Report: ‘Decent chance’ Lakers send out Westbrook as third team in Mitchell trade

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The Lakers’ situation is pretty clear: They would like to trade Russell Westbrook before the season starts (ideally before training camp). However, other teams want sweeteners to take him (and his $47 million contract), and because of their very limited trade assets, the Lakers don’t want to put all their eggs in a basket that doesn’t make them title contenders. Put simply, the Lakers don’t want to trade the last two first-round picks under their control this decade (2027 and 2029) just to be a good playoff team — they will do it for a shot at a ring.

This brings us to this report from Marc Stein in his Sunday newsletter, saying the Lakers could well be the third team in a Donovan Mitchell trade with the Knicks, sending out a pick or picks to unload Westbrook and get back quality role players.

If the Knicks manage to win the trade race for Utah’s Donovan Mitchell, or even if another team unexpectedly beats them to Mitchell, league sources say there’s a decent chance that the Lakers will be involved in the deal. The two future first-round picks that the Lakers possess in 2027 and 2029 are the kind of top-shelf draft picks that Jazz CEO Danny Ainge is believed to covet. Russell Westbrook’s $47 million expiring contract and those picks could be the Lakers’ entree to a potential three-team swap … depending on the players that would land in Los Angeles.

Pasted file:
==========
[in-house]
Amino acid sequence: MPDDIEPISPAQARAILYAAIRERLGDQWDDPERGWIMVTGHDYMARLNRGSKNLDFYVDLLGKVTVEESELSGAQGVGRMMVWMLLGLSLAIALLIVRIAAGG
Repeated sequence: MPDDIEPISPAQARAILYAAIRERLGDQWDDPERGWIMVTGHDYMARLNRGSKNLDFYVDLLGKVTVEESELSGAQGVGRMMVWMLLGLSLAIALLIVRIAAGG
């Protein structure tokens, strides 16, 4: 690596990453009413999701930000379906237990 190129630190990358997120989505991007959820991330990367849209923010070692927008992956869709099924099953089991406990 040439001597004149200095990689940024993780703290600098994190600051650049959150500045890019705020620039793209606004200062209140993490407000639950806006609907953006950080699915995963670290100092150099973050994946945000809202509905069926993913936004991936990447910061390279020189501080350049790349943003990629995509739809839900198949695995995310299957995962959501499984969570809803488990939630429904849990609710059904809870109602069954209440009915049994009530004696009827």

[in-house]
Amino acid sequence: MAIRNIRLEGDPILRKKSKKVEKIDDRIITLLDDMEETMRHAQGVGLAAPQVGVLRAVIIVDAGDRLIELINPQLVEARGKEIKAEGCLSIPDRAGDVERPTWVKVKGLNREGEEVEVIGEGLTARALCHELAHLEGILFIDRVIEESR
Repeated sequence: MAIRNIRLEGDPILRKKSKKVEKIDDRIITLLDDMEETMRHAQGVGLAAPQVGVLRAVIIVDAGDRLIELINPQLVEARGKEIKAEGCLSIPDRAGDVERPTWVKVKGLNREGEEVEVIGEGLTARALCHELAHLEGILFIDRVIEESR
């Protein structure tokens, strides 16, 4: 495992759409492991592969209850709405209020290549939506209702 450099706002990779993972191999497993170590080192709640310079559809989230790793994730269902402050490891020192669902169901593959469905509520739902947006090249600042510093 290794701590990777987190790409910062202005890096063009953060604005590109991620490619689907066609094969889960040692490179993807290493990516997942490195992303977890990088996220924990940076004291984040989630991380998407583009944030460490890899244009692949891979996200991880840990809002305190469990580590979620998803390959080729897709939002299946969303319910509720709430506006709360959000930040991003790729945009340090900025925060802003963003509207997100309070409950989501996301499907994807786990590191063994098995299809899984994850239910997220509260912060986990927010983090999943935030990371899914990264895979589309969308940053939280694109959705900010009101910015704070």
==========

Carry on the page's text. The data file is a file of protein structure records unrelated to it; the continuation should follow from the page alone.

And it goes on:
The Lakers, I’m told, continue to hold firm on their position that they will agree to surrender both of their future firsts in the same deal only if the trade makes them a certified contender. Does a three-teamer that routes, say, Utah’s Bojan Bogdanović and New York’s Evan Fournier to the Lakers rise to that level?

The Lakers would almost unquestionably put one of their first-round picks (likely unprotected) in a trade that sent out Westbrook and returned two or three of Bogdanovic, Fournier, Malik Beasley, and Jordan Clarkson. A Laker starting five with Patrick Beverley, Fournier, Bogdanovic, LeBron James and Anthony Davis, with a bench of Lonnie Walker IV, Austin Reaves, Kendrick Nunn and Thomas Bryant is good (maybe Bryant starts and Fournier comes off the bench, there are options). That’s a solid playoff team.

That roster does not contend for a title. To get into the Mitchell trade as the third team, the Lakers might have to send out both picks, possibly with light protections. Is the idea of addition by subtraction with Westbrook worth it to Los Angeles?

It’s the same situation with the currently dead trade talks with Indiana around Buddy Hield and Myles Turner — that deal makes the Lakers a top-six team (most likely) but not a title contender. Is that worth both Lakers’ picks?

Whether or not the Lakers should and will strike a deal ultimately depends on exactly what they need to throw into the mix to get the trade done. The challenge for Rob Pelinka and the front office is they don’t have enough trade assets to get rid of Westbrook to make a lateral move. They get one swing at this, and Pelinka has to nail it.

Donovan Mitchell to the Knicks is very likely going to happen, the only questions are when and what the deal ends up looking like (how many unprotected picks do the Jazz get). The Lakers could be part of that move, but it will cost them. Do they want to pay that price?